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The scenic California Zephyr route is 2,438 miles long and boasts views of the upper Colorado River valley in the Rocky Mountains and the Sierra Nevada Mountains.

Amtrak has 17 tunnels consisting of 29.7 miles of track and 1,186 bridges consisting of 42.5 miles of track.

Of the 391 national park sites, 248 are within 100 miles of an Amtrak route or station.

Tracking the Western Wind

Through Time on the California Zephyr

Mija Riedel

San Francisco-based writer and photojournalist Mija Riedel writes about travel, art and the environment.

The California Zephyr often appears on lists of the world's top train trips. En route from San Francisco to Chicago, the train crosses the Sierra Nevadas, the Rockies, and the Continental Divide, traveling 2,500 miles, and climbing from sea level to 9,000 feet. The heart of the journey lies in the Rocky Mountains and the American West.

The California Zephyr traverses a uniquely American mix of human and natural history, winding through Colorado's red cliffs and river canyons, time-traveling through California's gold country, and tracing hundreds of miles of the first transcontinental railway — an epic 19th century achievement involving an international cast of thousands along with substantial amounts of steel, steam, snow and nitroglycerine.

The California Zephyr passes
through Colorado's Ruby

On my recent, two-and-a-half day trip from San Francisco to Chicago, I caught glimpses of 19th century California from my cabin windows. As the train climbed into the Sierra, two theatrically gifted docents from the California State Railroad museum, Robin and Jim, used the PA system to describe a narrow gauge railroad that carried one-quarter of a billion dollars in gold out of the Sierra. This was soon followed by a stretch of land beneath the tracks near Gold Run that required police protection from would-be hydraulic miners hoping to rinse it away in search of gold. As we passed hills of deep red earth spotted with green pines, Robin announced an eagle’s nest, a pair of beaver dams and Donner Lake. I slipped from my cabin into the aisle to take a picture. The surrounding mountains and granite boulders reminded me of Yosemite.

A fellow traveler appeared from the cabin beside mine, leveled his camera in the direction of the lake, and began snapping. For the next minute the only sound was the frantic clicking of shutters. I studied my camera screen — spots of blue water eclipsed by towering evergreens. "Did you get it?" I asked, as Donner Lake receded.

Jane Head and Alan Hayes
traveled from England to ride
the California Zephyr and see
the Rocky Mountains.

"Yep," he smiled, staring at his screen, "right behind that giant tree."

The PA crackled to life: Jim summarized the unhappy plight of the Donner Party in 1846.

Not to be outdone, one of Amtrak's own commandeered the mike every so often to draw our attention inside: "This is Brian in the Café Car and we've got hamburgers hot off the grill, hot dogs, pop, Pepsi, a mess of Mountain Dew, Heineken, good ol' Budweiser — cold, just like the game. Come on down."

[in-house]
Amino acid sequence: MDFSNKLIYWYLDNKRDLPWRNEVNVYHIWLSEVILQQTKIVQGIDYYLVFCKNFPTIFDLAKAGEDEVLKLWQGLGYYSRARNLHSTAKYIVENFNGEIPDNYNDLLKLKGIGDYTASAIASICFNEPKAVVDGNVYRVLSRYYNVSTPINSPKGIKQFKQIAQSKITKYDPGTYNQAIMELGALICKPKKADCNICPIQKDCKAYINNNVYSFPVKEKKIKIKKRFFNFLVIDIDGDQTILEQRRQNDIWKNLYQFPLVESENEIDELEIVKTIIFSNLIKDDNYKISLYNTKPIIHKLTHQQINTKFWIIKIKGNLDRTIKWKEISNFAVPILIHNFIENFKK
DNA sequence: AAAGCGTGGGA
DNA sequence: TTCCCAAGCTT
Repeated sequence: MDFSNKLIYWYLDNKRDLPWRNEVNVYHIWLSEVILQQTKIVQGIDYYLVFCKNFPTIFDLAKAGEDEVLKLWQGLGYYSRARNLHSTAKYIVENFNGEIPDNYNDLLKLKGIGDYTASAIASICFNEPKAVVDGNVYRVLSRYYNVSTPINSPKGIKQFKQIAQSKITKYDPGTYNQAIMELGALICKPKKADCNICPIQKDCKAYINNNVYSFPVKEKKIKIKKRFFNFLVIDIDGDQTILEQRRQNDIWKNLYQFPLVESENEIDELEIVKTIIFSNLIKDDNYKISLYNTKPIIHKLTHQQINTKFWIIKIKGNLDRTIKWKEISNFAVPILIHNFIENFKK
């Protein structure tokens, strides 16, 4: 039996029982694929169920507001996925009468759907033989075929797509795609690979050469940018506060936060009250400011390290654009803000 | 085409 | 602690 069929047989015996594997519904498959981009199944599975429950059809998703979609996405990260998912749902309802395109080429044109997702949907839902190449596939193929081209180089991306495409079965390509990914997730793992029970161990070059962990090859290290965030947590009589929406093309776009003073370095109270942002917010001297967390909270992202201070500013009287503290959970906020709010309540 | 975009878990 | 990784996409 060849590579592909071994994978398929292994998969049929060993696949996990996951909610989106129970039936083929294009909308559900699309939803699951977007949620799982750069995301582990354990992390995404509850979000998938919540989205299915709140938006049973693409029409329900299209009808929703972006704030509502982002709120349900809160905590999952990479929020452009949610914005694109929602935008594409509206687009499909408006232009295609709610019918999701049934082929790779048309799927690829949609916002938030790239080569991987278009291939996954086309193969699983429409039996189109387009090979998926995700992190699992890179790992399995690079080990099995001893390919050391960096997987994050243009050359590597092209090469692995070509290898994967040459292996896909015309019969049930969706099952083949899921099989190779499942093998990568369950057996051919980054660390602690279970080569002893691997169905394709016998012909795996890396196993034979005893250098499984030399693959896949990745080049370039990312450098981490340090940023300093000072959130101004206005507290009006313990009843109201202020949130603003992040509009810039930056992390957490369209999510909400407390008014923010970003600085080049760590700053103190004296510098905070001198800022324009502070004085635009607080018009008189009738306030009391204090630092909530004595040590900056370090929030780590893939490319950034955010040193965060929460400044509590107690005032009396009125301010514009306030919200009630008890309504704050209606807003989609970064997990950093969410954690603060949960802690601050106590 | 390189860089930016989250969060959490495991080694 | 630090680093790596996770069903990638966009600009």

And so it went, the competing pleasures of the train delivered in dueling monologues:

Jim: We're now passing Boca, California, proud producer of Boca Beer, featured at the 1880s Paris World's Fair.

Brilliant Colorado cottonwoods
line the river.

Brian: The Café Car is open, open, open. Anyone wants a barbeque chicken sandwich, Pepsi, diet Pepsi, Corona, play cards —

Robin: … Verdi, Nevada — on November 4, 1870, site of the first western train robbery carried out by a group of local citizens including a Sunday school teacher.

Brian: The Café is still open, still located in the bottom of the Observation Car …

By 5:00 we had crossed into Nevada, Jim and Robin had detrained, and I had toured the train — two sleepers, the Dining Car, the Observation Car and three Coach cars — while mulling over the day's coastal marshes, alpine mountains, and the drastic shift to dry hills and scrub east of Reno. Shortly after 6:00 I took a seat in the diner, ordered grilled chicken and a glass of pinot grigio, and introduced myself to the couple seated across the table, Franklin and Brenda. After the usual exchange — where are you from, where are you going, business or pleasure — Franklin redirected our conversation: "I have a philosophy of life."

Brenda smiled and glanced at her napkin, as if she might have heard this before.

I studied Franklin's brown eyes, set in a broad face framed by a trim, salt and pepper beard.

Nicolette Beck, a farmer from
Northern California, appreciates
the multiple green aspects of
train travel.

"People do things either for love or money," he continued.

"And you?"

Franklin's smile lit his countenance with uncommon candescence. "I do things for love."

Franklin was from Reno, by way of Portland, Oahu, and ancestrally, Portugal. He had spent most of the past thirty years, starting at age 16, traveling the world as a merchant marine. Over carrot cake, he described a few of his memories — in the middle of the ocean, a bird riding on a turtle's back — and I described a few of mine from our current journey: the white egret beside San Pablo Bay, the junkyard littered with contraptions that had been intended to revolutionize something, and the empty parking lot where a motorcycle stunt man refined one-wheel acrobatics.

"That's why I love the train," Franklin said. "It's not what you imagine. It's reality. You see it." [continued...]